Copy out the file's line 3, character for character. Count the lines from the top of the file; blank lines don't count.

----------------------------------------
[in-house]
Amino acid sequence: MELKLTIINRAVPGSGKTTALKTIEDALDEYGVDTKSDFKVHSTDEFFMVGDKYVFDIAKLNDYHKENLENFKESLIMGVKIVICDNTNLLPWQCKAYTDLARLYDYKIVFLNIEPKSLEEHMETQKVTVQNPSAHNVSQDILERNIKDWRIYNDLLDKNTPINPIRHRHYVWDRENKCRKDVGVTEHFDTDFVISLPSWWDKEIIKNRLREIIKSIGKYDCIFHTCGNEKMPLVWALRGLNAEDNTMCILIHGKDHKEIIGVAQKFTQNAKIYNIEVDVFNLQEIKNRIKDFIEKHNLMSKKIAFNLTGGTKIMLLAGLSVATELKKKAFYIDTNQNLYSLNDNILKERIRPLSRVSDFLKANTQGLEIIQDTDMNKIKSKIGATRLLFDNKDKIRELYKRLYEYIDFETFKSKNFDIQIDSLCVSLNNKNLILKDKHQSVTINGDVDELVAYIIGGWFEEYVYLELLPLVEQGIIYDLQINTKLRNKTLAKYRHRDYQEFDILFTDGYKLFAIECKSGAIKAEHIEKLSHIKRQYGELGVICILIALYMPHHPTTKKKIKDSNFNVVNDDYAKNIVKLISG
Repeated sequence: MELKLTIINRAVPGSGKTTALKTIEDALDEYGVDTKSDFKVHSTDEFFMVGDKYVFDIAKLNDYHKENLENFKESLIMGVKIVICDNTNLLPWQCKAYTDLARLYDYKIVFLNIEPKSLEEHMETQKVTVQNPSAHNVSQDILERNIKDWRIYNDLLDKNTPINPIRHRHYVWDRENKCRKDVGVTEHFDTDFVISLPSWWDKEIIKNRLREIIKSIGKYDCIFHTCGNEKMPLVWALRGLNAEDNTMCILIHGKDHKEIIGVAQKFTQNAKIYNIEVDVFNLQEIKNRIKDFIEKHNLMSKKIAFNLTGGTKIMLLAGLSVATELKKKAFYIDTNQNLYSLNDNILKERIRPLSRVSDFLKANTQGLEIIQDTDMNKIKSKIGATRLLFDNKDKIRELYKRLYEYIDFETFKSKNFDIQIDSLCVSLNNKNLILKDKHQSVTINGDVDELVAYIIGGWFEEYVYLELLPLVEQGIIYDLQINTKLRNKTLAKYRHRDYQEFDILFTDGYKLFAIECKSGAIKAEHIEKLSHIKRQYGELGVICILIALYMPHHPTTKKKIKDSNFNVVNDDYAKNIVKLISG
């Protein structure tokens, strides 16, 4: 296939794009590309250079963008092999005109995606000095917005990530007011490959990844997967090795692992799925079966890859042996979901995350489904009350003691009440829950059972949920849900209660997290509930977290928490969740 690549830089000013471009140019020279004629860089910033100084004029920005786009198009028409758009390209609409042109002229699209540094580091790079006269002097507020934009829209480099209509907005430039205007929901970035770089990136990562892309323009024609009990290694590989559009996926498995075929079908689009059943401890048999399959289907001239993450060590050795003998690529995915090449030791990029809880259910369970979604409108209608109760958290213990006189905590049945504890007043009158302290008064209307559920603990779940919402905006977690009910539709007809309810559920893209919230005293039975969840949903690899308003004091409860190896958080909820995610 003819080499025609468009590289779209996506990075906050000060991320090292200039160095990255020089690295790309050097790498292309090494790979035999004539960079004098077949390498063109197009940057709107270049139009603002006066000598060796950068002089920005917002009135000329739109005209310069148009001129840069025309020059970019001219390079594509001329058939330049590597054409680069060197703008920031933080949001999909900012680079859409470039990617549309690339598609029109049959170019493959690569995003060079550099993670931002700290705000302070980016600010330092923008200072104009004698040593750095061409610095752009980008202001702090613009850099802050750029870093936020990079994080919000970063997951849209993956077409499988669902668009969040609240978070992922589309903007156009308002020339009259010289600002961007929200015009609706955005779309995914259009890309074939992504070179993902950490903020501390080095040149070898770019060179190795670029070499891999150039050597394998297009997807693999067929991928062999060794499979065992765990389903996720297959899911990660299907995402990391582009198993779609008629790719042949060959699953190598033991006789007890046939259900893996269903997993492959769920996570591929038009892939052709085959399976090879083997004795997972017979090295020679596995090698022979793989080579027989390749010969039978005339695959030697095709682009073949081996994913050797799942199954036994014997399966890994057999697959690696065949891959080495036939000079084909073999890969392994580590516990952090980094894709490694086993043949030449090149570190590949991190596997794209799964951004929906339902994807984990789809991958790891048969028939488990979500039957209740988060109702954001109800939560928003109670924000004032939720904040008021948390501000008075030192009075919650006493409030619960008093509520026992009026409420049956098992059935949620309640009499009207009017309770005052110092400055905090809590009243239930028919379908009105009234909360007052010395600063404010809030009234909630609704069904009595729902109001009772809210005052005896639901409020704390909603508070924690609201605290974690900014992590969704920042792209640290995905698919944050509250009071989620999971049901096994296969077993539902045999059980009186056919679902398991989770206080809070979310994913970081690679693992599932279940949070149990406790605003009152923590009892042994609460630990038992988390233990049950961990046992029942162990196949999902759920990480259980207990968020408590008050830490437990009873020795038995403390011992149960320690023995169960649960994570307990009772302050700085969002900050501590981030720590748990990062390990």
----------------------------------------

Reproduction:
Repeated sequence: MELKLTIINRAVPGSGKTTALKTIEDALDEYGVDTKSDFKVHSTDEFFMVGDKYVFDIAKLNDYHKENLENFKESLIMGVKIVICDNTNLLPWQCKAYTDLARLYDYKIVFLNIEPKSLEEHMETQKVTVQNPSAHNVSQDILERNIKDWRIYNDLLDKNTPINPIRHRHYVWDRENKCRKDVGVTEHFDTDFVISLPSWWDKEIIKNRLREIIKSIGKYDCIFHTCGNEKMPLVWALRGLNAEDNTMCILIHGKDHKEIIGVAQKFTQNAKIYNIEVDVFNLQEIKNRIKDFIEKHNLMSKKIAFNLTGGTKIMLLAGLSVATELKKKAFYIDTNQNLYSLNDNILKERIRPLSRVSDFLKANTQGLEIIQDTDMNKIKSKIGATRLLFDNKDKIRELYKRLYEYIDFETFKSKNFDIQIDSLCVSLNNKNLILKDKHQSVTINGDVDELVAYIIGGWFEEYVYLELLPLVEQGIIYDLQINTKLRNKTLAKYRHRDYQEFDILFTDGYKLFAIECKSGAIKAEHIEKLSHIKRQYGELGVICILIALYMPHHPTTKKKIKDSNFNVVNDDYAKNIVKLISG